Poor management is the top threat facing companies, according to
who spoke out on the issue over the weekend.
The chief executive of conglomerate
Berkshire Hathaway Inc.
said choosing the wrong people to lead an organization is the No. 1 risk for businesses. In his five decades running Berkshire, Mr. Buffett said, he has seen a number of companies fail, from textile mills to department stores, and he suggested that a consistent element could be found in those failures beyond changing consumer behavior or shifting market forces.
“You get a guy or a woman in charge of it—they’re personable, the directors like ’em—they don’t know what they’re doing. But they know how to put on an appearance. That’s the biggest single danger,” Mr. Buffett said.
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The 90-year-old Mr. Buffett’s comments came Saturday during Berkshire Hathaway’s annual shareholder meeting, a roughly four-hour virtual affair in which Mr. Buffett took questions with his longtime business partner
97. The two billionaires have often used the meeting to critique companies, taking aim at corporate bloat, needless bureaucracy, overly deliberative committees and compensation consultants, whom they say can ratchet up pay for CEOs.
“I would rather throw a viper down my shirtfront than hire a compensation consultant,” Mr. Munger once said.
This weekend, the two men pushed back on some trends, such as disclosures about workforce diversity—they said Berkshire is active in promoting diversity, but viewed reports on the matter unnecessary—and sounded off on the dangers of bad management.
Mr. Buffett, who said he has served on 20 boards of directors, highlighted the issue of choosing the wrong CEO. “It’s happened more than once,” he said. “Sometimes it’s a terrible problem to get rid of ’em. Years go by.”
Mr. Buffett also derided CEOs who, in his view, spin their messages to analysts and investors so much that they bear little connection with reality.
CEO succession is top of mind for many Berkshire shareholders given the ages of Messrs. Buffett and Munger. Mr. Buffett made cracks about their longevity, saying that when Mr. Munger turns 100 in three years, he will be aging at 1% annually.
“No one is aging less than Charlie,” Mr. Buffett quipped. “If you can take some of these new companies with 25-year-olds, they’re aging at 4% a year or so. So, we will have the slowest-aging management—percentagewise, by far—than any American company.”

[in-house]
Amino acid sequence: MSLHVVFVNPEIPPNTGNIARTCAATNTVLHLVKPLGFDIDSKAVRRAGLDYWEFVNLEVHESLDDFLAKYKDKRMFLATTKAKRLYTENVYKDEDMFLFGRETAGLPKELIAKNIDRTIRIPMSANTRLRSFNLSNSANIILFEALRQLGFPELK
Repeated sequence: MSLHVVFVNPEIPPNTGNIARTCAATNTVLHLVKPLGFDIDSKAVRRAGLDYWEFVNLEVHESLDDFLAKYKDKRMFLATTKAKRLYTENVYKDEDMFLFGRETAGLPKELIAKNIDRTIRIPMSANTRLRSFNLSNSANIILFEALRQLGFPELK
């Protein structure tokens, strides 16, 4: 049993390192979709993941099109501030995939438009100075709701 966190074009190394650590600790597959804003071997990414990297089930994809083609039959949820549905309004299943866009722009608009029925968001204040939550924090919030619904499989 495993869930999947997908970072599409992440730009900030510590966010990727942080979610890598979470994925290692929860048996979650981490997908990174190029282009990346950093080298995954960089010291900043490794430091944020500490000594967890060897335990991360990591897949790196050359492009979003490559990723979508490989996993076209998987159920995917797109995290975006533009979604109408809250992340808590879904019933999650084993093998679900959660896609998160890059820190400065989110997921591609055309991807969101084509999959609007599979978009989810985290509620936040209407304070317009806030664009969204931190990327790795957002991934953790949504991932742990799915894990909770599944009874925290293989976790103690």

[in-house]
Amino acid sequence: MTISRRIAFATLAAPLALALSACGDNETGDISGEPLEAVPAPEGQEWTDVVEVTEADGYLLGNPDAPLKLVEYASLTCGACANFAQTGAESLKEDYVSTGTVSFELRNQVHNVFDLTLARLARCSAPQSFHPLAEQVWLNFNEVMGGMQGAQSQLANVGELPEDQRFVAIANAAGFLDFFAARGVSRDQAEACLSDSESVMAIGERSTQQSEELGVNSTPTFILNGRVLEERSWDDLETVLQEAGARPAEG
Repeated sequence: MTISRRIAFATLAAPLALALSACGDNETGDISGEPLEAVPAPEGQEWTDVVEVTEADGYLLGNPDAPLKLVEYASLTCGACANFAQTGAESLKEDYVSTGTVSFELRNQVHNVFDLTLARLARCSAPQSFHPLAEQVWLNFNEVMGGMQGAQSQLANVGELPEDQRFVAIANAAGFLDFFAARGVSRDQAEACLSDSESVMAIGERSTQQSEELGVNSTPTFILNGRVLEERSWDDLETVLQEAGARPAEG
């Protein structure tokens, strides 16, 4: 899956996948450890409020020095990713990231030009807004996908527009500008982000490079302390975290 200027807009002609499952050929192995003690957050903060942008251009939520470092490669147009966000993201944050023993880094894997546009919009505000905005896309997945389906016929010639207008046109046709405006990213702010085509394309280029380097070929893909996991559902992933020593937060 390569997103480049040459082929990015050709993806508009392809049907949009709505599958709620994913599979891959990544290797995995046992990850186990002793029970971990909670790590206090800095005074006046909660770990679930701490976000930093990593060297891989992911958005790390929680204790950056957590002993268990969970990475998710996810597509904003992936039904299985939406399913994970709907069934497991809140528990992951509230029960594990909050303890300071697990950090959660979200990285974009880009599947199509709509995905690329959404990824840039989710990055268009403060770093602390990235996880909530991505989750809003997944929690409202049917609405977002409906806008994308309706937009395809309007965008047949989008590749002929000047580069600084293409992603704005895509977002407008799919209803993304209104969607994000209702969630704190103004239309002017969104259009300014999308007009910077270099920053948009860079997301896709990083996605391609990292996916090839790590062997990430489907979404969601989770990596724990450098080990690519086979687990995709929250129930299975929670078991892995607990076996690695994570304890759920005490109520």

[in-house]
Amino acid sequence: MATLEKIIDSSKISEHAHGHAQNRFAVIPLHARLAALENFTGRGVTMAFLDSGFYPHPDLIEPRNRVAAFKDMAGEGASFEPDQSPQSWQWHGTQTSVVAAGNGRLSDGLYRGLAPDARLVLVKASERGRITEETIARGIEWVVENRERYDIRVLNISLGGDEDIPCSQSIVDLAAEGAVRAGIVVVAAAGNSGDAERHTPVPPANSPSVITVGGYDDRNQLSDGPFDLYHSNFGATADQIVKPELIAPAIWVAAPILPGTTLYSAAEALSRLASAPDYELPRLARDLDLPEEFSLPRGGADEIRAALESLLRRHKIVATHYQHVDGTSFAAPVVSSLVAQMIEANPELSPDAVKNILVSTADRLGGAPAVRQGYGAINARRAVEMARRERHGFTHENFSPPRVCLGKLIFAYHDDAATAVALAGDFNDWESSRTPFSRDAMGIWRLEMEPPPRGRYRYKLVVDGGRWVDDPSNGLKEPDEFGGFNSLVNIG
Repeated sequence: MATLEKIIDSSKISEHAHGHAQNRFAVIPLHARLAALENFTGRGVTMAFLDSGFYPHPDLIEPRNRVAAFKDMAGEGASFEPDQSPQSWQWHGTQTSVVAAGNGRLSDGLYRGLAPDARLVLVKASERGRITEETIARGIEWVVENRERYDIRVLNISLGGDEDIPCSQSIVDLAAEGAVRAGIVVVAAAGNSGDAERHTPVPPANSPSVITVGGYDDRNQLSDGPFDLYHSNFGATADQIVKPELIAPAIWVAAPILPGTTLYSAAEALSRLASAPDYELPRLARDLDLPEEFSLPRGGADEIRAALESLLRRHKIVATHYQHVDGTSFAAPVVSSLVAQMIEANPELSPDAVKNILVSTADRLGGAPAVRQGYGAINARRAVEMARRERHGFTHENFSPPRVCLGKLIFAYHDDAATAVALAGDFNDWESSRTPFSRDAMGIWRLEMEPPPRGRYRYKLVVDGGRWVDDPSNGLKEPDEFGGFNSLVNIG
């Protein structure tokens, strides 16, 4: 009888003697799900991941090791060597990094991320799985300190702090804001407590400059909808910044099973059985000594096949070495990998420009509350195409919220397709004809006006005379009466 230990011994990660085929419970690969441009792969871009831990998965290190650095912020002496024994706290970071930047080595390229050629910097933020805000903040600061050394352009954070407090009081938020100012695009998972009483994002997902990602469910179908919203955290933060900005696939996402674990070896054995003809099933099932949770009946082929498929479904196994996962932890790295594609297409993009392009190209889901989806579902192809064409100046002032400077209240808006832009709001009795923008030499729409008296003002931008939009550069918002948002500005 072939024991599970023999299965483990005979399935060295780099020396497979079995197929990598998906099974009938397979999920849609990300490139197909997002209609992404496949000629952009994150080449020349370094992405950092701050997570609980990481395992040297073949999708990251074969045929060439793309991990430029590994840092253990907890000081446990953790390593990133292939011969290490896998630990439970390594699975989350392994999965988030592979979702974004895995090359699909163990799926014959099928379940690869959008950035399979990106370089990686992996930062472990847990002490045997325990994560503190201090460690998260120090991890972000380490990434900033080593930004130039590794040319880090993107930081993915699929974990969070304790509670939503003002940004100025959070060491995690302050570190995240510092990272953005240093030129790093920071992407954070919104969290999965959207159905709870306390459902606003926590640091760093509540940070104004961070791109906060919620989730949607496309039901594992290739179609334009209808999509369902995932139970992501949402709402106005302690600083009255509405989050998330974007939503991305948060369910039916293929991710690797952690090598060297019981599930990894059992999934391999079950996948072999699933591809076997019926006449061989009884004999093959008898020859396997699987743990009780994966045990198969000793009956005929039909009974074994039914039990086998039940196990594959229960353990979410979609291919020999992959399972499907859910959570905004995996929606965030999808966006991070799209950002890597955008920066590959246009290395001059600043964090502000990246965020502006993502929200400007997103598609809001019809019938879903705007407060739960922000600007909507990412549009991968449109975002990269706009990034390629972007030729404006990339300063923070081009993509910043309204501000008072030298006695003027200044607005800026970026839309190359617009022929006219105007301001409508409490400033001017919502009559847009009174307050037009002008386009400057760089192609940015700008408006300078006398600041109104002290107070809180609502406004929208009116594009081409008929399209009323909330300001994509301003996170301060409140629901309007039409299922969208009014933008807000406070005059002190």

viewed as potential successors to Mr. Buffett, joined him onstage over the weekend and explained their approaches to time management, which differ from their CEO.
Though Mr. Buffett has said he often finds value in reading annual reports, Mr. Jain, who oversees the firm’s insurance business, said he spends little time on them because he isn’t in the stock-picking business. Mr. Jain said he spends his days reading about insurance issues and analyzing deals sent to the company. Mr. Abel said his day-to-day reading is focused on risks facing the firm’s companies and on its competitors.
Mr. Buffett boasted again this year about his hands-off management style, noting that he hadn’t visited a subsidiary based in Indiana that makes recreational vehicles since Berkshire purchased the company about 15 years ago.
The decentralized approach has brought critics, and Berkshire has faced pressure from money managers over its lackluster returns in recent years. Shareholders this year proposed that Berkshire provide more disclosures on climate-related risks and that it report on its efforts to diversify its staff. Both measures failed over the weekend.
Referring to those measures, Mr. Buffett called it “asinine” for Berkshire subsidiaries, such as Dairy Queen, to fill out “some common report that comes in,” because its operations are so different from Berkshire Hathaway Energy, a natural-gas and power utility, and other holdings.
“We don’t do that stuff at Berkshire,” Mr. Buffett said. “It’s built on autonomy.”
Perhaps a dozen people have been going into the company’s headquarters in Omaha, Neb., during the pandemic, Mr. Buffett said, adding that he hasn’t worn a suit in about a year. Berkshire Hathaway employs about 360,000 people across its businesses.
In an era when some CEOs are speaking out on political issues, Mr. Buffett, who said he voted for President Biden, said he wasn’t authorized to sign his name as the company’s chairman to proposals, but could comment as an individual.
“I don’t put my political opinions or anything in a blind trust when I take this job, but I also don’t speak for Berkshire Hathaway. I mean we’ve got people who have very different views,” he said.
‘I do think it is stupid for states to drive out their wealthiest citizens.’
When asked about people leaving California during the coronavirus pandemic because of taxes and a high cost of living, Mr. Munger said he thought state governments were making a mistake in allowing residents to be wooed elsewhere.
“I do think it is stupid for states to drive out their wealthiest citizens,” Mr. Munger said. “The old people don’t commit any crimes, they donate to the local charity. Who in the hell in their right mind would drive out the rich people? Florida and places like that are very shrewd, and places like California are being very stupid.”
During the question-and-answer portion of the meeting, Messrs. Munger and Buffett were asked to reflect on lessons they had learned during the past year.
“If you’re not a little confused by what’s going on, you don’t understand it. We’re in sort of uncharted territory,” Mr. Munger said.
Mr. Buffett looked ahead. “We’ve seen some strange things happen in the world in the last year, in 15 months,” he said. “We always recognize the fact that stranger things are going to happen in the future.”
Write to Chip Cutter at email@example.com
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